India Coronavirus Dispatch: Why many hospitals are facing oxygen shortage

Photo: Bloomberg
Problems in oxygen management: The centre has identified three major problem areas in the management of oxygen supply inventory that have led to a shortfall in many parts of the country. The centre held meetings with state officials over the past week to ascertain the causes of the oxygen crisis. The first problem area is the ‘less than efficient’ management of inventory at the hospital level. Hospital authorities have been asked to estimate the number of mild cases and those that will require oxygen supply. The second problem area is the knee-jerk reaction of state authorities who panicked over high number of cases and immediately stopped oxygen supply to other states. The third area identified is the duration for which a patient should be on oxygen supply. Doctors have been noticed trying to achieve 100 per cent oxygen saturation level, which is not required. Read more here

Frontline doctors’ woes: Frontline doctors are complaining about rising anxiety, disturbed sleep patterns and constant feeling of helplessness. These symptoms, however, are just a tip of the iceberg as far as the mental health issues the doctors face go. Working shifts that last beyond 12 hours and being witness to a large number of deaths has taken a toll on doctors fighting against a pandemic that has entered its 8th month even as cases and deaths continue to rise. According to a psychiatrist at Panchkula’s civil hospital, at least 40 per cent of the doctors at the hospital have consulted him so far. An anaesthetist says that watching patients die has been so frustrating and disturbing that he had to resort to antidepressants as the last resort. Further, some doctors have even noticed a deterioration in their physical health as a result of working long hours in PPE. Read more here

Assam’s higher positivity rate: Assam has been recording a higher positivity rate compared to August despite conducting fewer tests. Officials attribute this trend to a change in testing strategy. In August, the state saw a positivity rate of around 4.8 per cent and in September so far, the positivity rate has risen to 6.7 per cent.On an average, the number of samples tested daily in August was higher than that seen in September so far. Officials say the state is now conducting ‘targeted’ tests only on those who are symptomatic and their contacts. This, they say, has led to a higher positivity rate. Their next goal is to enhance the number of ‘targeted’ tests to 100,000 per day. Read more here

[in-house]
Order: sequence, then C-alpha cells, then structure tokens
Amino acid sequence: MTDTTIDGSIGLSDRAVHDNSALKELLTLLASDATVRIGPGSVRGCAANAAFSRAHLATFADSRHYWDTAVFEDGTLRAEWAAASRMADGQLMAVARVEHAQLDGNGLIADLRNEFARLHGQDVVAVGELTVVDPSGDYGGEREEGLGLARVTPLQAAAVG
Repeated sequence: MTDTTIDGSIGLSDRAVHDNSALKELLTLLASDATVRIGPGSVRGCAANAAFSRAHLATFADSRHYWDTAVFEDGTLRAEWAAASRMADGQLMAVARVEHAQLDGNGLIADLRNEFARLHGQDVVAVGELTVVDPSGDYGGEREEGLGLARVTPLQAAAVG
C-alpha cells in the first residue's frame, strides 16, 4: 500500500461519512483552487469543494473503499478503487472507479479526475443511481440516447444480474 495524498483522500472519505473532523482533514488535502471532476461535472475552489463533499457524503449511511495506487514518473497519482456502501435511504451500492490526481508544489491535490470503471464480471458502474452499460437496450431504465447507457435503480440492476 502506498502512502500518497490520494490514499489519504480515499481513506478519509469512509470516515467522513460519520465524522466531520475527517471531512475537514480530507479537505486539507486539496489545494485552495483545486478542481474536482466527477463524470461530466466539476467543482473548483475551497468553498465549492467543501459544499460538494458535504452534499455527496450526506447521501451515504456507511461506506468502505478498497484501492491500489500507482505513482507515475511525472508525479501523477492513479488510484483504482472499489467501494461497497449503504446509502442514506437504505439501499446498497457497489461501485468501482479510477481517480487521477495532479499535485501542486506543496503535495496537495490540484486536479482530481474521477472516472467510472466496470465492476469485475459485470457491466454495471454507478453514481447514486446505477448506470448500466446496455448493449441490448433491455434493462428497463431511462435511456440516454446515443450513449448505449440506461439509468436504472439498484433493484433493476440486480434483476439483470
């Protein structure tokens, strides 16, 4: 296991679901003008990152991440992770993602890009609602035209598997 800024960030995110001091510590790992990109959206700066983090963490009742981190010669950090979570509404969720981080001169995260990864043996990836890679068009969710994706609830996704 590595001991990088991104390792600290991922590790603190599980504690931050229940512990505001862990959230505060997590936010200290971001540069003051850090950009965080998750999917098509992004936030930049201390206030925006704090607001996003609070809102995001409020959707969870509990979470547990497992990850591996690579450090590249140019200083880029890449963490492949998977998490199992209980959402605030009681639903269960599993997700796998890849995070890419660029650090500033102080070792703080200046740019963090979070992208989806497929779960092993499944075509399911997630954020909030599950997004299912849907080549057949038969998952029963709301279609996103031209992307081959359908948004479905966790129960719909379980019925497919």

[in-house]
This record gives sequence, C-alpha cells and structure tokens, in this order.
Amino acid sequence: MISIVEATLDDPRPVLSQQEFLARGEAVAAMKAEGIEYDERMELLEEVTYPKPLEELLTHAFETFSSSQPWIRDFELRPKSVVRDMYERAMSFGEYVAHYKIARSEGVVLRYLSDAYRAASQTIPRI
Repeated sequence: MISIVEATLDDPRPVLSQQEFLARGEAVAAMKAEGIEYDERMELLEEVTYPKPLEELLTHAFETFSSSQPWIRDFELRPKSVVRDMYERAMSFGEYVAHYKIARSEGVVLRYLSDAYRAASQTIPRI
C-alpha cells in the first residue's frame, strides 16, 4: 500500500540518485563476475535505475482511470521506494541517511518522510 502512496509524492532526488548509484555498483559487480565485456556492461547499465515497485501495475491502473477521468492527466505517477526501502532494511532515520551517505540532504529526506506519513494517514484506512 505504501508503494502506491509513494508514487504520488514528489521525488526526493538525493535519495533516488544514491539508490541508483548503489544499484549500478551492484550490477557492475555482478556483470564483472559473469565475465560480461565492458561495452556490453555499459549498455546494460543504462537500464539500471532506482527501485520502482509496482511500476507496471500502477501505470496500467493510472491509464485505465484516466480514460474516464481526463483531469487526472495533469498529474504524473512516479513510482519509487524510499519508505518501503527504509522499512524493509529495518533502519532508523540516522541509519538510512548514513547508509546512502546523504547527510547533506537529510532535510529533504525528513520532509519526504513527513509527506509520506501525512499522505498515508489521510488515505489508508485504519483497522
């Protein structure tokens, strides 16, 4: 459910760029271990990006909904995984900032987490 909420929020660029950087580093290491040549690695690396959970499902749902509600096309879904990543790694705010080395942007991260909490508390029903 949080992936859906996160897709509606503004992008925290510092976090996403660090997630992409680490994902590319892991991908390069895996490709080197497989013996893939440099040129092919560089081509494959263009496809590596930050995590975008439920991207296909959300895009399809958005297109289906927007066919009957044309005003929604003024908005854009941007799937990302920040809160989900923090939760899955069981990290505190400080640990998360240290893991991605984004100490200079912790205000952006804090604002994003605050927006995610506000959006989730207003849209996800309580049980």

National sero-survey: The results of the second national sero-survey are out. The writer, however, warns against building any narrative on the basis of this survey as there are far too many uncertainties, omissions and errors. Among other things, he says, assumptions and details have been left out which makes it very difficult or even impossible to cross-check calculations. Demographic data used for some calculations, for example, has not been provided. Uncertainties pertaining to tests such as specificity and sensitivity are not fully explored. Further, he says, the study itself raises some scepticism over reliability of death count. Lastly, the study has been marred by allegations of suppression of critical data like infection prevalence in containment zones. Read more here

Bad education: The pandemic has rendered an already faulty education system even more susceptible to inequality and bias. The pandemic has made access to education for the poorest even more difficult as most of them do not have the digital infrastructure necessary to attend online classes. What’s perhaps more worrying is that the trend of online classes will stay even post-pandemic as made clear by the NCERT itself. Secondly, online classes have always been criticised for not providing the same conceptual depth as provided in a physical classroom. This applies especially to subjects like mathematics where guidance of a teacher physically present around you is required. The importance of an institutional environment is also extremely essential. It’s important that the most vulnerable sections of our society aren’t left behind by this new trend. Read more here

Understanding Covid-19

Can glasses protect you? While face masks protect us from the virus, they leave the eyes exposed. A recent survey among people hospitalised with Covid-19 has shown that the proportion of people with glasses is far lower than the rest of the population. This seems to validate the belief that coronavirus can enter the body through the eyes. Surveys from across the board suggest that wearing glasses for long periods can actually make you less susceptible to Covid-19. Experts, however, say that drawing any conclusions on the basis of these surveys alone is premature. The glasses do, however, form a barrier that stop us from touching our eyes which is a route for the virus to enter the body if it were present on the hand. Read more here

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